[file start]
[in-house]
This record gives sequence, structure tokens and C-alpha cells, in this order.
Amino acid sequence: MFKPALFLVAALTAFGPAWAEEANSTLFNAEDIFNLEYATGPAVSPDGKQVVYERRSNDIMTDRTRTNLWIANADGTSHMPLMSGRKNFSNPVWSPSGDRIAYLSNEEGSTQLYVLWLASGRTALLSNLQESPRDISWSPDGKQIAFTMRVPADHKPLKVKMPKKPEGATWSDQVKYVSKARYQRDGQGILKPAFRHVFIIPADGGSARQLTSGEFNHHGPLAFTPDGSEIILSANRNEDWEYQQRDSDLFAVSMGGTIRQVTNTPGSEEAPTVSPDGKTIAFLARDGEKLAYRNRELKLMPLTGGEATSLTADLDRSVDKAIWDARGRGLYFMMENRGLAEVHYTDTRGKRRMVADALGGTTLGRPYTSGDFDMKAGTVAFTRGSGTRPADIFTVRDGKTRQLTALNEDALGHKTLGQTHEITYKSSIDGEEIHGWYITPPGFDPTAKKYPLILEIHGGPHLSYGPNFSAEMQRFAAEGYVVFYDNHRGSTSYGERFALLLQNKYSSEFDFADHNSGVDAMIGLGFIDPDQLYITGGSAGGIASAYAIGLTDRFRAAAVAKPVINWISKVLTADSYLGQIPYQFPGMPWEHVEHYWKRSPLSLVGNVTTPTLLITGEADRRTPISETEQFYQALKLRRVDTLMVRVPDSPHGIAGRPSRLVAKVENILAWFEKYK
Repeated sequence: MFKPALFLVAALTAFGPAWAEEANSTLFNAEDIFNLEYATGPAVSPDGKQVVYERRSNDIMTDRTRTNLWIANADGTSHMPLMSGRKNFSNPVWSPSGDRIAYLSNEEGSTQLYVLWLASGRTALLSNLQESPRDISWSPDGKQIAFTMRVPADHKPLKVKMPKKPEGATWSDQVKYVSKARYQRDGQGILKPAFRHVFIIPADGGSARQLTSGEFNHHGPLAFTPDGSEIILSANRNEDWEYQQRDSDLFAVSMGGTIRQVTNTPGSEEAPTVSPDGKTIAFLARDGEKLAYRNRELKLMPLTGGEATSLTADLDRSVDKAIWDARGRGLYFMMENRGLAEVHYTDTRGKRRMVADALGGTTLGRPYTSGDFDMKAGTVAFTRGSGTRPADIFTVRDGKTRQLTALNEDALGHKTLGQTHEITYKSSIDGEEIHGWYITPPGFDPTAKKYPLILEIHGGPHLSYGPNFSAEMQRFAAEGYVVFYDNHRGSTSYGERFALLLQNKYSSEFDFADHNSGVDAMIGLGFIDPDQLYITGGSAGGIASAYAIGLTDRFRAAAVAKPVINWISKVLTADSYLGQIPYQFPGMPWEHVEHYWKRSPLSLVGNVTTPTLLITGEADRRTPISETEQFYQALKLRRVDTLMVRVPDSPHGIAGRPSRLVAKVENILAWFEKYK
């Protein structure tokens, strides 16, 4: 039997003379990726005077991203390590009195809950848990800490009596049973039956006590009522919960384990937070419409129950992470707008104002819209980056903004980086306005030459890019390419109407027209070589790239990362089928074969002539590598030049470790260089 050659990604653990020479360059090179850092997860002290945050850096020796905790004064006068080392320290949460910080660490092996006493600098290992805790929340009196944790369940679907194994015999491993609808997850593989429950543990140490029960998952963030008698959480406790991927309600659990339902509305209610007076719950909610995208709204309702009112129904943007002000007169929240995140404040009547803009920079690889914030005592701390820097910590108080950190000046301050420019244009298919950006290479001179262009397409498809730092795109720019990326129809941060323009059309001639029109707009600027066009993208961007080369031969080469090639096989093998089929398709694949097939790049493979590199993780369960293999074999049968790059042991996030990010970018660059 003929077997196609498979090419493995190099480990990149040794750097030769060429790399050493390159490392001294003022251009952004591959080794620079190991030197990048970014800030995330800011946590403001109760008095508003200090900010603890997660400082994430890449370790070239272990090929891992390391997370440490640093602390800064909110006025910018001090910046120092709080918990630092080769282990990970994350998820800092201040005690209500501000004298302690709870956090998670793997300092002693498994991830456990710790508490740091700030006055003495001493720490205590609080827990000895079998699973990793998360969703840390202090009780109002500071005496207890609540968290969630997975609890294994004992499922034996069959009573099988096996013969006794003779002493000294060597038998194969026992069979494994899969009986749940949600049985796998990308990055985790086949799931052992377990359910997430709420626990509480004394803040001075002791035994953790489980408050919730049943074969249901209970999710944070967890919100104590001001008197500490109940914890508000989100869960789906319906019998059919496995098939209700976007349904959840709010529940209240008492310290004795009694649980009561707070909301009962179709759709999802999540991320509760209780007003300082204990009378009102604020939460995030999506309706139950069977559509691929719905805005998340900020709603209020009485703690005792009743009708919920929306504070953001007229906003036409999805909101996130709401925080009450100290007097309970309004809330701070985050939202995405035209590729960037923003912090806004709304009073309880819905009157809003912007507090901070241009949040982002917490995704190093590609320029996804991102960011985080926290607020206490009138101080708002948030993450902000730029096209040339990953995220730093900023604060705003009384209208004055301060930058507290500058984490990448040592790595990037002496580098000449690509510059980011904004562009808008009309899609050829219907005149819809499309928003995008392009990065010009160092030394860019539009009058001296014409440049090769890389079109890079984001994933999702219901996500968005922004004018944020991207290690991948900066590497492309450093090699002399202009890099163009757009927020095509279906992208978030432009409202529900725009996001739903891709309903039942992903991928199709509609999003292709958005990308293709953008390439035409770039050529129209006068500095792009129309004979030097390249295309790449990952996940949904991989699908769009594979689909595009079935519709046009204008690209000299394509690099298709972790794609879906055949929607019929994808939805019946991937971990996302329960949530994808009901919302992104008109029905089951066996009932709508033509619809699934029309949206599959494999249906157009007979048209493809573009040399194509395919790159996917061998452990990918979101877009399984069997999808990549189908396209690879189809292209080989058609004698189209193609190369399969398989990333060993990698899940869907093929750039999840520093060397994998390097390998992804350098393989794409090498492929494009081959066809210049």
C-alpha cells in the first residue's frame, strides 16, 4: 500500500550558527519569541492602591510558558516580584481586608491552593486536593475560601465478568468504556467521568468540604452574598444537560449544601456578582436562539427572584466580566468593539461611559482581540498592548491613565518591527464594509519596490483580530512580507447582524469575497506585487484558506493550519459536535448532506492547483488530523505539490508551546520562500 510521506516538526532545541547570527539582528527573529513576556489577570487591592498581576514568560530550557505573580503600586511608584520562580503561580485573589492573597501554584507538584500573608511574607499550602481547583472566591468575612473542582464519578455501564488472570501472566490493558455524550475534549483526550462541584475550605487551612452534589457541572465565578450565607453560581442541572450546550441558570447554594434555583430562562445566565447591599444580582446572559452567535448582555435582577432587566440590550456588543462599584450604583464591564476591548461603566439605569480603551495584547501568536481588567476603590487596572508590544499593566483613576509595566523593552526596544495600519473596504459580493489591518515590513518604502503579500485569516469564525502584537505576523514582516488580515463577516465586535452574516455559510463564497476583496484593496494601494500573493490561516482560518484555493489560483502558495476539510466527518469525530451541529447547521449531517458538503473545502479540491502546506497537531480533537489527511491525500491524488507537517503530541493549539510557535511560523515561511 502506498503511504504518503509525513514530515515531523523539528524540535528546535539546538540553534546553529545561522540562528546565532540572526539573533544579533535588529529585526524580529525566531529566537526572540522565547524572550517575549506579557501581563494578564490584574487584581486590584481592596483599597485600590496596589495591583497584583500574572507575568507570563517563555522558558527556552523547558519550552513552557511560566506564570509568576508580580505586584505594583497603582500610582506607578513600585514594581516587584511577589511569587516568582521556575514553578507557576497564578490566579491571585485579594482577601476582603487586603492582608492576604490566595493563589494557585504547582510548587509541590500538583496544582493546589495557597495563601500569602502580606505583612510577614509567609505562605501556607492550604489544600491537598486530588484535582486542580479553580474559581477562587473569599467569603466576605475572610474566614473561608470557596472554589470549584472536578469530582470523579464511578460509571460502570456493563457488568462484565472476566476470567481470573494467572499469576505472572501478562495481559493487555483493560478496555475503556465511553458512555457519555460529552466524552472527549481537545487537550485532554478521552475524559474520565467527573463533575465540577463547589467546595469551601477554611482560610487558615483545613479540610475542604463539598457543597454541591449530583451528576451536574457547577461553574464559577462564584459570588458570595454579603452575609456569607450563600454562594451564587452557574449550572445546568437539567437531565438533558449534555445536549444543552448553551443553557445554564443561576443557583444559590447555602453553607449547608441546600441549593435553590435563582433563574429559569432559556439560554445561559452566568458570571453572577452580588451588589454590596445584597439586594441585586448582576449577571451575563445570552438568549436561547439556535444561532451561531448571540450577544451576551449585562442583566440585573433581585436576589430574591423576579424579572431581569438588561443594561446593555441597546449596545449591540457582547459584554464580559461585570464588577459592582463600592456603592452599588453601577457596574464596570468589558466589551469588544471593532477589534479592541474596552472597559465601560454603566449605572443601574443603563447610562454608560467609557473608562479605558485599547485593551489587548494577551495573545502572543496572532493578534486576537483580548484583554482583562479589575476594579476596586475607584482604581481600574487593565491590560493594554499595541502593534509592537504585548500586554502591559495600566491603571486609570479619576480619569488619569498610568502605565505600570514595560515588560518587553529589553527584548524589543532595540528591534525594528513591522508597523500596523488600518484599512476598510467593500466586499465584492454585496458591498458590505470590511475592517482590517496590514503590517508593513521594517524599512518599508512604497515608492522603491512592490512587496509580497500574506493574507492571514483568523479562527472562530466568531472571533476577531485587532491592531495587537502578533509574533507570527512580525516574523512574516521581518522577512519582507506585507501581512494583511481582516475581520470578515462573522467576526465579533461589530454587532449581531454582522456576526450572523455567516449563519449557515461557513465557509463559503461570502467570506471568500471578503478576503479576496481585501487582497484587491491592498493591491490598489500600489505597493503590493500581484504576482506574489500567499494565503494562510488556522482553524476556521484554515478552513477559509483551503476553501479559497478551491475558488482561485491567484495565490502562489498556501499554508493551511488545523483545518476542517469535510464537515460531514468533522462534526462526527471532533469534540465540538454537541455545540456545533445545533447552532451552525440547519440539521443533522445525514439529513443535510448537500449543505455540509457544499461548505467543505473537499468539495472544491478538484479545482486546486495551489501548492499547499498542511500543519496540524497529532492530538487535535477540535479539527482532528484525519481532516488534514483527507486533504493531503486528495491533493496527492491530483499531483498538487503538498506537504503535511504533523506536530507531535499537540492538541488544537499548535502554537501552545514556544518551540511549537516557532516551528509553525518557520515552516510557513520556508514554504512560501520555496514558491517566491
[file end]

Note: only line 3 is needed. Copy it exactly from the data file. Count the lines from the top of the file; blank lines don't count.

Amino acid sequence: MFKPALFLVAALTAFGPAWAEEANSTLFNAEDIFNLEYATGPAVSPDGKQVVYERRSNDIMTDRTRTNLWIANADGTSHMPLMSGRKNFSNPVWSPSGDRIAYLSNEEGSTQLYVLWLASGRTALLSNLQESPRDISWSPDGKQIAFTMRVPADHKPLKVKMPKKPEGATWSDQVKYVSKARYQRDGQGILKPAFRHVFIIPADGGSARQLTSGEFNHHGPLAFTPDGSEIILSANRNEDWEYQQRDSDLFAVSMGGTIRQVTNTPGSEEAPTVSPDGKTIAFLARDGEKLAYRNRELKLMPLTGGEATSLTADLDRSVDKAIWDARGRGLYFMMENRGLAEVHYTDTRGKRRMVADALGGTTLGRPYTSGDFDMKAGTVAFTRGSGTRPADIFTVRDGKTRQLTALNEDALGHKTLGQTHEITYKSSIDGEEIHGWYITPPGFDPTAKKYPLILEIHGGPHLSYGPNFSAEMQRFAAEGYVVFYDNHRGSTSYGERFALLLQNKYSSEFDFADHNSGVDAMIGLGFIDPDQLYITGGSAGGIASAYAIGLTDRFRAAAVAKPVINWISKVLTADSYLGQIPYQFPGMPWEHVEHYWKRSPLSLVGNVTTPTLLITGEADRRTPISETEQFYQALKLRRVDTLMVRVPDSPHGIAGRPSRLVAKVENILAWFEKYK